City Lights is a product of the closing days of the silent film era. By the time it was released, talking films were in the theaters. Would that half the talkies to come were masterpieces as rewarding as this one! This episode in the tales of the Little Tramp displays Chaplin’s extraordinary skills as actor, writer, director, and composer of the score. The Tramp is everyman, funny and sad, exhibiting Chaplin’s unparalleled ability to observe the vagaries of human behavior. Whether battling with a strand of spaghetti, getting impaled from behind on a statue’s sword, or coming to the rescue of an apache dancer, Chaplin’s screen foibles are of asort with which any viewer can identify. And he knew exactly when he had made his point, always moving on to his next bit of funny business without overplaying his hand, always propelling his story forward.
The other roles in City Lights are stock characters, there to be foils for the very real tramp. With Chaplin, even stock characters can be memorable. Here we have the blind flower girl with whom he falls in love, played by beautiful Virginia Cherrell (Cary Grant’s first wife), the suicidal rich man who befriends the tramp when drunk, only to forget him when sober, the crooked fighter who leads the tramp into what must be the funniest boxing scene ever filmed.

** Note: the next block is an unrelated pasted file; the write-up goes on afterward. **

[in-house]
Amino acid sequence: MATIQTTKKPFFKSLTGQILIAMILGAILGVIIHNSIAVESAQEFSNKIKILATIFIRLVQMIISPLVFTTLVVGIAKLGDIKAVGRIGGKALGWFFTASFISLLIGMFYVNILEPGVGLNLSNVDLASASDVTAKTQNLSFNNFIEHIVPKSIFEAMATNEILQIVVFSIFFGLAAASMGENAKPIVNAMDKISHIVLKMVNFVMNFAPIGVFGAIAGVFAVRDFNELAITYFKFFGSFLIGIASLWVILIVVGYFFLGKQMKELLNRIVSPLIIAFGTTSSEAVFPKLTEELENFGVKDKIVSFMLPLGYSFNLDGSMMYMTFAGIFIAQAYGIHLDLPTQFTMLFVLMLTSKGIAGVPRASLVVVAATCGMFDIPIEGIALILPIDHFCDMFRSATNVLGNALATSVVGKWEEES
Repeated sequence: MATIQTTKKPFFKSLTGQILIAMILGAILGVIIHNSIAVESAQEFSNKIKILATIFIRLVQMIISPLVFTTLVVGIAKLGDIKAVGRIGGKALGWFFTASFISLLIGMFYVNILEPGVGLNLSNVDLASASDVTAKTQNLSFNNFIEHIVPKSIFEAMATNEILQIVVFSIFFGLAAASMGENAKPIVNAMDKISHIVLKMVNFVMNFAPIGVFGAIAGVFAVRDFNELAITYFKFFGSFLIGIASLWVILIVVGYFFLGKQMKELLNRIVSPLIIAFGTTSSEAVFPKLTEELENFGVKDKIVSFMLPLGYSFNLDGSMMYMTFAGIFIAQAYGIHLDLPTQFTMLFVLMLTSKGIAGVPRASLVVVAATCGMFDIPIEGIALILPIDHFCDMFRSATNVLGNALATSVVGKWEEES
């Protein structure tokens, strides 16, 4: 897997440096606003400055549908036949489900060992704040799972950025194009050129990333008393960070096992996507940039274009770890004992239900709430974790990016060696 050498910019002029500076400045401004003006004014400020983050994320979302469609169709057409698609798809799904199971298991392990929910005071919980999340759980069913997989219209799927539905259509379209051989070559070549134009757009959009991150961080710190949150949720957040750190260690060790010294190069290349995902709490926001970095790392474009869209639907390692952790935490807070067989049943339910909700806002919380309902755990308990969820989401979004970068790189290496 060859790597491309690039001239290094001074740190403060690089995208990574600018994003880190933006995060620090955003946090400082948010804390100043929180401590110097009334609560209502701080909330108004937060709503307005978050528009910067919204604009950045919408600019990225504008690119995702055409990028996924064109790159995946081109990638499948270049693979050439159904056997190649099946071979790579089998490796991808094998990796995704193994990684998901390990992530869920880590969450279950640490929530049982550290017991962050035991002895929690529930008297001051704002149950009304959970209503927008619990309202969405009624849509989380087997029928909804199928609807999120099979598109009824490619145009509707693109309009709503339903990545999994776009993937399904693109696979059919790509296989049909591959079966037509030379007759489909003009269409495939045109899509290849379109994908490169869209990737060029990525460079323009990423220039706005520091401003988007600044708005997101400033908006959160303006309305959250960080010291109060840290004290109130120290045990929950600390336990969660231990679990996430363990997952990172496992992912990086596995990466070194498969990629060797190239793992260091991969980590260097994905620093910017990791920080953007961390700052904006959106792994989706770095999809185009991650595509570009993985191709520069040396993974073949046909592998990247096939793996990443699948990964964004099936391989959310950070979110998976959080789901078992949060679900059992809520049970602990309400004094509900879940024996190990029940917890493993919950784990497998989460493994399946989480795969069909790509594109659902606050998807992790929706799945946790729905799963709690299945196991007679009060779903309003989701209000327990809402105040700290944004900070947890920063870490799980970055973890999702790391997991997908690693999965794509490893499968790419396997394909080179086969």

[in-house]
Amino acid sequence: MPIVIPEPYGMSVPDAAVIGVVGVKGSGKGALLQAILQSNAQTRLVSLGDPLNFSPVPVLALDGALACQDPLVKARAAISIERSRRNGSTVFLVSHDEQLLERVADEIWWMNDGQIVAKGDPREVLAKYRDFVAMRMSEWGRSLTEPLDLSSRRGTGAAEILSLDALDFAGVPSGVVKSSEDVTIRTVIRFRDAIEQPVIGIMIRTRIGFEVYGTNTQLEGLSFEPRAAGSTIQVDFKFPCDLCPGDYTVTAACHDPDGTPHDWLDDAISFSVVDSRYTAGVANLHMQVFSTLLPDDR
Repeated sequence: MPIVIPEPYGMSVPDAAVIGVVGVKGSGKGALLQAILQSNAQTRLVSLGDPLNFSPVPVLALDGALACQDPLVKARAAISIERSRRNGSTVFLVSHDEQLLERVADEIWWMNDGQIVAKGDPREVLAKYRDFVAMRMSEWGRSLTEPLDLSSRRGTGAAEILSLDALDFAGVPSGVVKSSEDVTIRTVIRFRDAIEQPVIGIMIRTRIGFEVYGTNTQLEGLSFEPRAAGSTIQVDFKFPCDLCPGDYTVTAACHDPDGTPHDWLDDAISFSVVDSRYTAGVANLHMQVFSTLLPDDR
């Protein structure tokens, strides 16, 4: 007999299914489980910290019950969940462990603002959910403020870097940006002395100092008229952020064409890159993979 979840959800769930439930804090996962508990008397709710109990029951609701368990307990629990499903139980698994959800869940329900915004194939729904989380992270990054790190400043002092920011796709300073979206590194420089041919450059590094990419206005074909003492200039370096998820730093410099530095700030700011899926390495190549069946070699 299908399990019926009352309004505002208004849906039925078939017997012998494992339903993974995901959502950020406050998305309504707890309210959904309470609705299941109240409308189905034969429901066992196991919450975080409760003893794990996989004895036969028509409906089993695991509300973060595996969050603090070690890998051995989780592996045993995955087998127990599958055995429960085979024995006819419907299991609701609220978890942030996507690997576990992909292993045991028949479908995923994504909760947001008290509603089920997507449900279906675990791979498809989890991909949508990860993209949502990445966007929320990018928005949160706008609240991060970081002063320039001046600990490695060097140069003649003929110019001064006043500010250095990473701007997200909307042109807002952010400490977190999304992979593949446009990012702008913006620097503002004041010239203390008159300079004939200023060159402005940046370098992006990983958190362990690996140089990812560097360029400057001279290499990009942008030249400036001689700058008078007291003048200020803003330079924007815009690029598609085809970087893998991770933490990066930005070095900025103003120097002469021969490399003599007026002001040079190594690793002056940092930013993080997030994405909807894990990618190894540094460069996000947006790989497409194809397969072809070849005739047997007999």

We laugh and we are touched and we come away a little wiser about the human condition. Nobody before or since has combined slapstick and poignancy to make such a perfectly timed, perfectly modulated entertainment.